All of this is happening just in time for the football team from VTS to arrive for tomorrow’s game against us. After the game, students from GTS and VTS will go together to Fulton Houses, the public housing just south of us on 9th Avenue, to continue the ministry that our faculty and students began there in the aftermath of the storm. The students from VTS will be spending the weekend on sofas and blowup mattresses in student apartments and dorm rooms here at General, and our community will be caring for them as well as we can.

Reread that last paragraph, and you will know what wonders can emerge in the midst of what seems like a disaster and nothing more. It is a disaster, indeed, but in the midst of it, those who can see something more, will see something more. Now that we are getting back to some kind of normalcy, I will not have many more opportunities to write these memos – which some have called “pastoral letters” – to keep the GTS community aware of what is happening here in a land without electricity and heat. We who live on the Close and we who assemble here for study and prayer and a shared life are grateful for all the comments and gestures of support that have come to us as a result of these updates.

Many in our area are still without what have become basic necessities, some are living with illness and injury, some are facing death, and many are mourning the loss of those who already have died. We at GTS have been fortunate to have one another. The goodwill and charity, the self-control and forbearance on Chelsea Square have been stunningly beautiful. I am proud to have been part of it, and humbled. I know I am not alone. We are a community renewed by enduring a shared trauma in a context of compassion, hope, and trust.

Again, Psalm 133: Oh, how good and how pleasant it is!

Your brother, Patrick+

(The Rev.) Canon Patrick Malloy, PhD

Post-storm update #7: As it stands today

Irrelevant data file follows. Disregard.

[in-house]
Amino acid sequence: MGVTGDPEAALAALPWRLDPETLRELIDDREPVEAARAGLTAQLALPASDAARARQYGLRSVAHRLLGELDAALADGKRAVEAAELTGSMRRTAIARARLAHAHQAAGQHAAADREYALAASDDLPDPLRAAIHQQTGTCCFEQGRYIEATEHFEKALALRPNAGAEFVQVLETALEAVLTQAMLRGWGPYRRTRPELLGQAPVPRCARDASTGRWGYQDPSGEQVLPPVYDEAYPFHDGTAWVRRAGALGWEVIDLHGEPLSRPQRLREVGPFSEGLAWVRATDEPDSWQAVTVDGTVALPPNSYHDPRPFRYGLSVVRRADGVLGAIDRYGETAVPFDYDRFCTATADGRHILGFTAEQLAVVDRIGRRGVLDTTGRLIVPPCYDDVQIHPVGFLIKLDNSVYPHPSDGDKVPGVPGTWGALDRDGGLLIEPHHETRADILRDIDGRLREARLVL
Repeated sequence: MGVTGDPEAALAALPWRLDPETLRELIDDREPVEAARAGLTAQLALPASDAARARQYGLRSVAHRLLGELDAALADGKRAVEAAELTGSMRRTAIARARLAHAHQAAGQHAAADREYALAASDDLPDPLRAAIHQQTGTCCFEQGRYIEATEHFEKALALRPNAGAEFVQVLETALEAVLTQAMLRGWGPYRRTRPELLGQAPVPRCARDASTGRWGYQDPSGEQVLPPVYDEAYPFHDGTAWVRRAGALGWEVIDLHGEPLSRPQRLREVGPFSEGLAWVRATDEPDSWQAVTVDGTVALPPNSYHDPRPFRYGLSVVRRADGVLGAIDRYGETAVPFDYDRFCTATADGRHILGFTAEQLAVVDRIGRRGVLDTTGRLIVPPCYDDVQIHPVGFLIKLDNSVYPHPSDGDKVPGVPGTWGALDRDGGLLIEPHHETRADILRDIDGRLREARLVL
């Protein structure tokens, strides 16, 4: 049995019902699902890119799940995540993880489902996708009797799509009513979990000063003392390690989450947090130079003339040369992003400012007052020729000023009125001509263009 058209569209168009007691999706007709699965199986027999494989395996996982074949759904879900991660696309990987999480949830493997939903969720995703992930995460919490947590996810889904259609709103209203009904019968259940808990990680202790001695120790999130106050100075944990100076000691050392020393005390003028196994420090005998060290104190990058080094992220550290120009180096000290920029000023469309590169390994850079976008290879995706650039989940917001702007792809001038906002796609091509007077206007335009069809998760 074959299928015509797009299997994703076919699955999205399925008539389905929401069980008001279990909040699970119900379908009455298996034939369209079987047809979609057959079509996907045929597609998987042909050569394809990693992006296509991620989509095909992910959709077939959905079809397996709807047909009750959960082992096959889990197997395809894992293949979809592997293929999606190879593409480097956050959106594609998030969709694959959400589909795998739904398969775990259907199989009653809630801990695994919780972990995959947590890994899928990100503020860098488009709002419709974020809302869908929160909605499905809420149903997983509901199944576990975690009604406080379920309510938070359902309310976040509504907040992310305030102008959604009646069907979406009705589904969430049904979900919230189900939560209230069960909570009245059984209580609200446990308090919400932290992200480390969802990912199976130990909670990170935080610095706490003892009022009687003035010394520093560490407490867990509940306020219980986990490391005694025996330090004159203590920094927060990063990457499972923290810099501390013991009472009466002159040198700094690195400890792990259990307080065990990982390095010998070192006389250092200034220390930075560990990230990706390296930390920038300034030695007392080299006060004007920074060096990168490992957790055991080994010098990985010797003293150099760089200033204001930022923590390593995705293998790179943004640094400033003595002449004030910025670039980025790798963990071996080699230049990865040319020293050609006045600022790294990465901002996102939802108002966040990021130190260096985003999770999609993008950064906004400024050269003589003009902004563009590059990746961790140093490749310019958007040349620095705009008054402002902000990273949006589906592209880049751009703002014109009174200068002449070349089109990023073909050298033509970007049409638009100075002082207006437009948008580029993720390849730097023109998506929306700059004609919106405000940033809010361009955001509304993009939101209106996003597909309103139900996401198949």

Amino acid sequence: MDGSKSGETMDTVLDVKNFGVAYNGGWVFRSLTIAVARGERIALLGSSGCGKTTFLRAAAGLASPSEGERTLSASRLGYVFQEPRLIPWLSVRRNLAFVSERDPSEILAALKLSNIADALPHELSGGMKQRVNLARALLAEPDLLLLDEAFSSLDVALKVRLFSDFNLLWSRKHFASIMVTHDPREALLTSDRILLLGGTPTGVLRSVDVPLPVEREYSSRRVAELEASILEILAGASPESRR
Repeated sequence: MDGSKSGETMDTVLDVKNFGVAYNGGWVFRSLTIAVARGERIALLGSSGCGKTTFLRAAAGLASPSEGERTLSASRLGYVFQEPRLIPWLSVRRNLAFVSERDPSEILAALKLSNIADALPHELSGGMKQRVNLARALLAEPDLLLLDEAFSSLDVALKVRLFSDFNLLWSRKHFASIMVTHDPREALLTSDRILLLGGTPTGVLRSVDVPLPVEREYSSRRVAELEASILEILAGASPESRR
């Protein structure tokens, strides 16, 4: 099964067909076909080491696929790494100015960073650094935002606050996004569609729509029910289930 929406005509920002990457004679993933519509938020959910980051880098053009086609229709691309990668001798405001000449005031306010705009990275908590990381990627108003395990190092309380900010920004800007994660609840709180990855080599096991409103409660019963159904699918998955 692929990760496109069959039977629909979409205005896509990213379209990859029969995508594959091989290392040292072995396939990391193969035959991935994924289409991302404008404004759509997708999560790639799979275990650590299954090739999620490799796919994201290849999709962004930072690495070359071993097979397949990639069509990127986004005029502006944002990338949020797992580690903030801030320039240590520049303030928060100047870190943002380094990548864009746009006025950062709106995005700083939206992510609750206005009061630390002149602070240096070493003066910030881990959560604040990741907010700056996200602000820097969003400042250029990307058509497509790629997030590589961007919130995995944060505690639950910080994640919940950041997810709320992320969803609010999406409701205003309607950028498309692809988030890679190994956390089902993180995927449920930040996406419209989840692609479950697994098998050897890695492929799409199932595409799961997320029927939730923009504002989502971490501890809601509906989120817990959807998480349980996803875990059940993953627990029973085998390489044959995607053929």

The latest word from Dean Patrick Malloy. Please note that the library webpage may not be accessible off-campus – use these helpful tips in the meantime. We hope that the webpage access might be restored soon.   7 November 2012 Dear Sisters and Brothers, Yesterday at Morning Prayer in the Chapel, we returned to somethingContinue Reading

Post-Storm Update #6: Back to the (New) Normal, Tuesday, Nov. 6

Post-Storm Update #6: Back to the (New) Normal, Tuesday, Nov. 6

A message from Dean Malloy with a post-storm update and news about the Paddock Lectures. (Please see note below Dean Malloy’s letter for the most recent information about Library online systems.) 5 November 2102 Dear Sisters and Brothers, Today was pivotal in General’s return to normal. The staff, faculty, and administration were onsite — thoseContinue Reading

Post-Storm Update #5: Library is open, no classes Monday, Nov. 5

The Keller Library has light and heat and will be open its usual hours on Sunday, November 4, though there still is no access to the online catalog or databases and the website’s still down. Originally classes were scheduled to resume on Monday, November 5, but due to the continued effects of the storm onContinue Reading

Storm Update #4: The Keller Library is open even in the dark

Now that the subway is back (at least partially), your reference librarian was able to get down to the Keller Library and check on things. Here’s some visual proof that the Library has survived and that the good folks on the Close are making do the best they can. The Library webpage still redirects toContinue Reading

Storm Update #3: A Letter from Dean Malloy

As of the morning of All Saints Day, November 1, the GTS website is back online, but the Keller Library webpage redirects to the main GTS website. Please continue to pray that the good folks at the seminary have lights and hot water soon, and that our servers survived the storm with data intact. FromContinue Reading

Post-Storm Update #2: GTS Update from our Dean

We are posting this message in its entirety because phone lines are down and it’s hard to get information to and from the Close. Note that the Keller Library will be open limited hours for those who are nearby, although the power’s out. Please spread the word! Dear Sisters and Brothers, I hope that youContinue Reading

Post-Storm Update–The Keller Library has survived the storm

The Close is without power, and your reference librarian can’t get anywhere near to see for herself, but we have it on good authority from our fearless Library Director Drew Kadel that the Library has survived the storm just fine. We are not open for business per se, as there’s no power or internet andContinue Reading